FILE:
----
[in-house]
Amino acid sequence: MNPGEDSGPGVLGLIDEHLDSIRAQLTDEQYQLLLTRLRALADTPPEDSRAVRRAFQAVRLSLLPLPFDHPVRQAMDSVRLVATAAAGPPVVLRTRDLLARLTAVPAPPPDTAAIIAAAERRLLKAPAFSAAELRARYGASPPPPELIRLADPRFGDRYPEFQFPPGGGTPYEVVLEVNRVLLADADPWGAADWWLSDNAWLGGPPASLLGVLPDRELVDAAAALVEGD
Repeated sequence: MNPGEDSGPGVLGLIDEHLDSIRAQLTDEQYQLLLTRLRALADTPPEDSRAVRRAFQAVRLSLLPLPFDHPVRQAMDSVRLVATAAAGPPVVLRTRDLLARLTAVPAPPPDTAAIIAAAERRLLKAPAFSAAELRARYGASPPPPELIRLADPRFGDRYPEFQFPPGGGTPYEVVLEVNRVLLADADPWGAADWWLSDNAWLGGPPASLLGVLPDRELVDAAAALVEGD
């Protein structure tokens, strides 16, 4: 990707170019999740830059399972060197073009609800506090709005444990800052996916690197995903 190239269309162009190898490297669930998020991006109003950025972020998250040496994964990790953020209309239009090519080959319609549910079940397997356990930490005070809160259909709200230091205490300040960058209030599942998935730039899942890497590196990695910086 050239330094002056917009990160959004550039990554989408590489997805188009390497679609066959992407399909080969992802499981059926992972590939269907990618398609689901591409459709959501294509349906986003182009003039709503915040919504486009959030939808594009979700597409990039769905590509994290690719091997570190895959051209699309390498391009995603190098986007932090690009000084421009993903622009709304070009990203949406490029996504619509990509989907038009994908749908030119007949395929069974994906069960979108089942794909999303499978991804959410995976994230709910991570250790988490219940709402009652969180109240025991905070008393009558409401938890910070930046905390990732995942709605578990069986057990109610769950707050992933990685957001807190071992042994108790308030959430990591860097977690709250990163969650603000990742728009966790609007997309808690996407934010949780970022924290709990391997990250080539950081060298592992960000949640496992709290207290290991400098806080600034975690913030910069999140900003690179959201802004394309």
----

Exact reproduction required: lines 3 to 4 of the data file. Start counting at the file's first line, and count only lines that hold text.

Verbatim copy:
Repeated sequence: MNPGEDSGPGVLGLIDEHLDSIRAQLTDEQYQLLLTRLRALADTPPEDSRAVRRAFQAVRLSLLPLPFDHPVRQAMDSVRLVATAAAGPPVVLRTRDLLARLTAVPAPPPDTAAIIAAAERRLLKAPAFSAAELRARYGASPPPPELIRLADPRFGDRYPEFQFPPGGGTPYEVVLEVNRVLLADADPWGAADWWLSDNAWLGGPPASLLGVLPDRELVDAAAALVEGD
């Protein structure tokens, strides 16, 4: 990707170019999740830059399972060197073009609800506090709005444990800052996916690197995903 190239269309162009190898490297669930998020991006109003950025972020998250040496994964990790953020209309239009090519080959319609549910079940397997356990930490005070809160259909709200230091205490300040960058209030599942998935730039899942890497590196990695910086 050239330094002056917009990160959004550039990554989408590489997805188009390497679609066959992407399909080969992802499981059926992972590939269907990618398609689901591409459709959501294509349906986003182009003039709503915040919504486009959030939808594009979700597409990039769905590509994290690719091997570190895959051209699309390498391009995603190098986007932090690009000084421009993903622009709304070009990203949406490029996504619509990509989907038009994908749908030119007949395929069974994906069960979108089942794909999303499978991804959410995976994230709910991570250790988490219940709402009652969180109240025991905070008393009558409401938890910070930046905390990732995942709605578990069986057990109610769950707050992933990685957001807190071992042994108790308030959430990591860097977690709250990163969650603000990742728009966790609007997309808690996407934010949780970022924290709990391997990250080539950081060298592992960000949640496992709290207290290991400098806080600034975690913030910069999140900003690179959201802004394309």